Massimo Bonini

Milan, Italy

info                                  + 

status:  built, 2019

area:  1.600 sq.m.

typology: office + showroom

credits

Team:

Matteo Pavesi (Project Leader)

Luca Pagani

Facilities:

Vergani Impianti

Manet

Illumination: HI LITE Next

 

Design and Work Supervisor:

Andrea Borri Architetti

Construction Company:

Ing.Cost

C.D.V. Snc

Photo:

Andrea Borri Architetti

Lorenzo Piovella

Davide Pardini

The Milanese showroom featuring Massimo Bonini’s fashion brand has presented a unique opportunity for Andrea Borri Architetti to cleverly propose the use of two different working approaches. Its stylistic signature materialises with its ability to add respect and care, allowing its architectural heritage to coexist with a strong leap into the future, whilst working with radical renovation to include the latest technology and innovative materials.

 

The showroom occupies all 1800 sq.m. of palazzo Borromeo d’Adda’s first floor, in via Manzoni. Andrea Borri Architetti has taken care of the entire restoration process. Few may be aware that during World War II, the building was bombed on the side that overlooks Via dei Giardini, thankfully having spared the wing facing Via Manzoni. This manifold setting required two very different approaches: a delicate and conservative restoration on one side, and a more resolute intervention on the other.

 

activities

Working on the monumental side of Borromeo d’Adda palace took real effort, balancing the restoration of its magnificent rooms with both precision and philology.

This delicate renovation was conducted in collaboration with the Sovrintendenza of Milan, particularly architect Terafina, who shouldered Andrea Borri Architetti throughout several phases of the reformation. The twofold nature of this sector of the palace requires both a conservative approach to restoration along with updated and sustainable technological empowerment.

 

In fact, the palace showed signs of deterioration not only in the colours of the frescoes and parquets, but within its obsolete technical structure, requiring extensive measures on all levels.

In this regard, the client’s innovative drive was fundamental. Carlo Borromeo d’Adda not only supported the initiative, but even promoted and incentivized some of the most ingenious aspects of the project, offering it the chance to completely redefine the spaces’ identity, whilst respecting its prominence.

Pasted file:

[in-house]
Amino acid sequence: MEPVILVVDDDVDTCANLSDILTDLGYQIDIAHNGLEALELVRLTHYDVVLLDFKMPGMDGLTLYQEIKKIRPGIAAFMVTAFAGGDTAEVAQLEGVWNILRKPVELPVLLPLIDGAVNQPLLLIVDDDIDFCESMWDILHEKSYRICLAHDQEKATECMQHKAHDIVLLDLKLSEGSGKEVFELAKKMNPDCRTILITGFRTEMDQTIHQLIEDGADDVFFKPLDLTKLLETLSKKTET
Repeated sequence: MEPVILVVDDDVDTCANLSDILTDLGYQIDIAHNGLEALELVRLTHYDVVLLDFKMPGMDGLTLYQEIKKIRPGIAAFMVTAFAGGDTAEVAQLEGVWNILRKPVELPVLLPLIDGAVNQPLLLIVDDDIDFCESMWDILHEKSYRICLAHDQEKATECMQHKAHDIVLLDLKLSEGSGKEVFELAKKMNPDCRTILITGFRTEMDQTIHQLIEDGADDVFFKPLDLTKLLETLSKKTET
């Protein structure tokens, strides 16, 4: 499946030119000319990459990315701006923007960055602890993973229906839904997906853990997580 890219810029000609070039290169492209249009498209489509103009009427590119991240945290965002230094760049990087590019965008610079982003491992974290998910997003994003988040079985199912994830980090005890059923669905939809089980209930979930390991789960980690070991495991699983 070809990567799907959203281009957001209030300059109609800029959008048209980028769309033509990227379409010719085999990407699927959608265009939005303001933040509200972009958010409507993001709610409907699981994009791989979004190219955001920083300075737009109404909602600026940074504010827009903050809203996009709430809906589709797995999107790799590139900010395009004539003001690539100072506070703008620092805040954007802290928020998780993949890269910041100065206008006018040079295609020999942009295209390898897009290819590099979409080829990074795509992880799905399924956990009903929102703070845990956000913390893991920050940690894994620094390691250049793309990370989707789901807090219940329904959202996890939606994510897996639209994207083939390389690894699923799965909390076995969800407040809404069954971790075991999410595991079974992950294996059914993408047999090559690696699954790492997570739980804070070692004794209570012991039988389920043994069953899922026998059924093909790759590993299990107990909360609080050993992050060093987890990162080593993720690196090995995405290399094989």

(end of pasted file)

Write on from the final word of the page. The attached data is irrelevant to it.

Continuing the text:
The intervention facing the side of Via dei Giardini was actualised in a much different, yet active way. This area of the palace originated in the fifties, thus it contains a more modernist, post-war style that included reinforced concrete and larger areas, lending an opportunity to create vast open spaces. It was subsequently cleaned out, to allow it to be completely rethought and rebuilt in all its aspects. Secondary walls, for instance, were demolished to bring light, air and volume back.

 

style

The historical and stylistic dualism of this project is considered its greatest characteristic. When observed from one façade to the other, the property lends itself to varying perspectives, in part due to the changes in light that cloak several continuous spaces.

The palace showcases original wooden floors and important antique mouldings, hence the architects commended an essential yet contemporary aesthetic, with white surfaces to underline the vast spaces and enhance precious historical details. Andrea Borri Architetti and the client worked together on the interiors to create both a refined and functional solution for the expounding needs of the showroom. Massimo and Sabrina Bonini have personally taken care of the configuration, illumination and proportion of the objects infixed within, remaining conscientious of the vastly different characteristics of the brands exposed. This joint effort has managed to attain both a balanced and charismatic style.

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